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Friday 28th October 2016

Assisted Dying

31st May 2006
31052006_old_woman_thinking1.jpgThe Background

A controversial Bill which would have given terminally ill patients the right to end their lives was blocked by the Lords on the 12 May after an impassioned seven-hour debate. Peers voted by 148 to 100, a majority of 48, to delay the Assisted Dying for the Terminally Ill Bill’s second reading for six months. The rarely used amendment to delay the bill was tabled by the Liberal Democrat peer and criminal lawyer Alex Carlile QC, who described the bill as "morally indefensible." More than 80 peers turned out to speak on the bill.

Lord Joffe's bill would give doctors the right to prescribe drugs that a terminally ill patient in severe pain could use to end their own life. The bill proposed that after signing a legal declaration that they wanted to die, patients could be prescribed a lethal dose of medication to take. Only people with less than six months to live, who were suffering unbearably and were deemed to be of sound mind and not depressed would be able to end their life under Lord Joffe's proposal. The principle underpinning the Bill is one of personal autonomy—the right of each individual to decide for himself or herself how best he or she should lead his or her life.

The peer's original private members' bill, first tabled in 2002, proposed enabling a competent adult who is suffering unbearably to receive medical assistance to die at his or own request. A Select Committee report, published last spring, called for a clear distinction between voluntary euthanasia - where a doctor hastens death at a patient's request - and physician-assisted suicide, where a doctor helps the patient to kill himself. Lord Joffe's concession to the committee was to remove voluntary euthanasia from the bill.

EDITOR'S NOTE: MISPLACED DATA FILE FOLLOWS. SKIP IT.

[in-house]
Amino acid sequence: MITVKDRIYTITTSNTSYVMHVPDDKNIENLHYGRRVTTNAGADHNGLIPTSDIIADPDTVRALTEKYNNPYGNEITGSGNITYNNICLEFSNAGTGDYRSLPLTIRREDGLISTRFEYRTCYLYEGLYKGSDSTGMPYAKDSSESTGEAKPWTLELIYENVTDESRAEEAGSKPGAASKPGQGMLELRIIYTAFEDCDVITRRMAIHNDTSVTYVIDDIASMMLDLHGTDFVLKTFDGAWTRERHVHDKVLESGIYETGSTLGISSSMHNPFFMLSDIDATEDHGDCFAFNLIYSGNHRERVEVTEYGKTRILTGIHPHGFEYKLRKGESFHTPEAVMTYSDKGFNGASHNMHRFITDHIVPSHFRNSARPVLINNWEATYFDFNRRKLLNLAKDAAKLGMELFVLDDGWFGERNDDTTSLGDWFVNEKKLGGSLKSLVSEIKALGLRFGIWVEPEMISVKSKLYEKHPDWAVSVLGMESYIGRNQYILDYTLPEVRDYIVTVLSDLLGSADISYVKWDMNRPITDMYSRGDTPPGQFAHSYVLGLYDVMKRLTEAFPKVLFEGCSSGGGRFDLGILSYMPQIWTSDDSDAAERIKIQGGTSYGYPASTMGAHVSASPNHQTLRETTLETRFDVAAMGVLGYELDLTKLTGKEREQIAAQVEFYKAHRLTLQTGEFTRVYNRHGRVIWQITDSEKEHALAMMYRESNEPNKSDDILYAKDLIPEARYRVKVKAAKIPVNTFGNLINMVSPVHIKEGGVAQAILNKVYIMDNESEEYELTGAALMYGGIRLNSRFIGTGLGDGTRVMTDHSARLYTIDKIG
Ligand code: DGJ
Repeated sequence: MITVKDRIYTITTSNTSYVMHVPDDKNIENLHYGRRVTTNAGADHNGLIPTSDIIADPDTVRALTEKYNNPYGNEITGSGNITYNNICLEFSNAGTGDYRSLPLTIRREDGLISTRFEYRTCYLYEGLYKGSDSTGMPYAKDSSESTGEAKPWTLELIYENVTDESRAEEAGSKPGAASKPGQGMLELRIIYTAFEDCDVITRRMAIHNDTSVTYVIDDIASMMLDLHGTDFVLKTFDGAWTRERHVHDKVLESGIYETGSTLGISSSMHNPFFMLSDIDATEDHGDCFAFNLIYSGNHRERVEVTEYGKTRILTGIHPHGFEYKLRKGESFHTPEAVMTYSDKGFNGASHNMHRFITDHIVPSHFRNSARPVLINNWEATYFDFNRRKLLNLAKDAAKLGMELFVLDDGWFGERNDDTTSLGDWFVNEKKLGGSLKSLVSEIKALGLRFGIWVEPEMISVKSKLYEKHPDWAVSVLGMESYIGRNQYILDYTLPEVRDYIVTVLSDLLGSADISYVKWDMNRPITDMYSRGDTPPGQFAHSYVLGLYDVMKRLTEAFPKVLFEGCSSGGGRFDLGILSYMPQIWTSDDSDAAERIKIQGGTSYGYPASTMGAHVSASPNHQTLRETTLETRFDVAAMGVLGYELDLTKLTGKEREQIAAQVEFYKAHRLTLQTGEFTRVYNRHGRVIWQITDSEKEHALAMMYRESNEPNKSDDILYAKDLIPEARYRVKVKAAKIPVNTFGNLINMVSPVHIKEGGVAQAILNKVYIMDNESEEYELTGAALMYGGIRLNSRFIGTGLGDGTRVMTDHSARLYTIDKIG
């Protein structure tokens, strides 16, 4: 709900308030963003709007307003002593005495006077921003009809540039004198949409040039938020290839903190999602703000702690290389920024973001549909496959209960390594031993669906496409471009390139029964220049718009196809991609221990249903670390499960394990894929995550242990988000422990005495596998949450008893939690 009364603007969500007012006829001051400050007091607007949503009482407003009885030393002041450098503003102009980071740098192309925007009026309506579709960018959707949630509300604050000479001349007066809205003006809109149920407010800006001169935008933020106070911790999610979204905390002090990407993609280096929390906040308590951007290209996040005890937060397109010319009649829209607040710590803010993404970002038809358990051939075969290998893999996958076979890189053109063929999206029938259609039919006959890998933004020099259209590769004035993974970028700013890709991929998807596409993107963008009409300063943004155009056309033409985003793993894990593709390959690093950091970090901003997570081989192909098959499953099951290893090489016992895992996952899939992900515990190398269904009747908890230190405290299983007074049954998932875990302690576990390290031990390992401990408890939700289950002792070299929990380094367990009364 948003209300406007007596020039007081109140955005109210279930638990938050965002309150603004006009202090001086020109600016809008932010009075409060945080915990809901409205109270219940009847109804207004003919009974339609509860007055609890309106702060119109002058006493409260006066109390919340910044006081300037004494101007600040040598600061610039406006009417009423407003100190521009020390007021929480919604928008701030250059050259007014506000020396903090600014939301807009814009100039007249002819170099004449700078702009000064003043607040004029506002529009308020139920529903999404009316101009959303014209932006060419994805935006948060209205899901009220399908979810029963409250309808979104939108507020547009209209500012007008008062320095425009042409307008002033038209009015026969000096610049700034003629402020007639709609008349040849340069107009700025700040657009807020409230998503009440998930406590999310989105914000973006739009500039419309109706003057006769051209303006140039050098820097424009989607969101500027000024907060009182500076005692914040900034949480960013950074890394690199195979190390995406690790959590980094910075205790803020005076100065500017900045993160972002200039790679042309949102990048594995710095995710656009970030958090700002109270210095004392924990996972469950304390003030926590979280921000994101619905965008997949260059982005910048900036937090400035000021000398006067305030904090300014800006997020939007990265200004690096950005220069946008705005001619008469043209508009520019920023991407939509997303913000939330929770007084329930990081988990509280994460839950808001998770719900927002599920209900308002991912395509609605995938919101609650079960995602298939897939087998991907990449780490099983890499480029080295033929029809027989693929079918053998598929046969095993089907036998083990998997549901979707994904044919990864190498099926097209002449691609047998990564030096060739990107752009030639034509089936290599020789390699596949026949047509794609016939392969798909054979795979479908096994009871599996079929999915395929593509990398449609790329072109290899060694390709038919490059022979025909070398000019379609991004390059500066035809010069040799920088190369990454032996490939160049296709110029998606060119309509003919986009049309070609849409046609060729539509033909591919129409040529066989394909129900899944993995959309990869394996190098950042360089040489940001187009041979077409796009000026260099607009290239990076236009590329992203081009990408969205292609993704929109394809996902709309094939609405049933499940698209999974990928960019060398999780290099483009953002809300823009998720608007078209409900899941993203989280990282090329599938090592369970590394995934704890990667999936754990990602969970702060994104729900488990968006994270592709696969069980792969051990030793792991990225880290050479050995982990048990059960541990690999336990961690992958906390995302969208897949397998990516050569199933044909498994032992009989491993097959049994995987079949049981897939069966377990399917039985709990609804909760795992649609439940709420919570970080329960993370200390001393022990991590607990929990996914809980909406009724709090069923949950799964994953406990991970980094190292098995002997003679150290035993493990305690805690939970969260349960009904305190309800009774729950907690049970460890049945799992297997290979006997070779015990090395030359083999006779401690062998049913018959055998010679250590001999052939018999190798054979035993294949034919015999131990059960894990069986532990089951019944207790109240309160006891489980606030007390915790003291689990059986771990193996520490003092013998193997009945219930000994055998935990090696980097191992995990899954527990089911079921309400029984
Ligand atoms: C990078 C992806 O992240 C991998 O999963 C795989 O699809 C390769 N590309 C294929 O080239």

The Bill is modelled on the Oregon Death with Dignity Act, which has been in force in Oregon for eight years and which Lord Joffe in his speech to the House of Lord's says 'has operated satisfactorily with no credible evidence of abuse.'

The Debate in The Lords

The debate for the opposition was led by the Archbishop of Canterbury, Rowan Williams, who said that the bill sent out a message that "certain kinds of life are not worth living

Lord Carlile said the bill would end with doctors giving lethal drugs. The Lib Dem peer said: "Everybody in your Lordships' house knows that those who are moving this bill have the clear intention of it leading to voluntary euthanasia. That has always been the aim and it remains the aim now."

Baroness Chapman, in speaking of her own illness said ‘I have lost count of the number of times that I have been told by the medical profession, "This could be the beginning of the end".

Among those speaking up for the Bill were Lord Ashley of Stoke, the deaf disability rights campaigner and former Labour minister, who asked peers how the would feel if they were asked by a wife, husband or relative in unendurable pain to help them end their life.

Others supporting the bill included the Labour peers Baroness Margaret Jay and 92 year old Nora David, who said, "If I were terminally ill, I believe I would be the only person with the right to decide how I died and whether I preferred palliative care to assisted dying. It would provide me with an additional option on how to end my life, which I would find tremendously reassuring."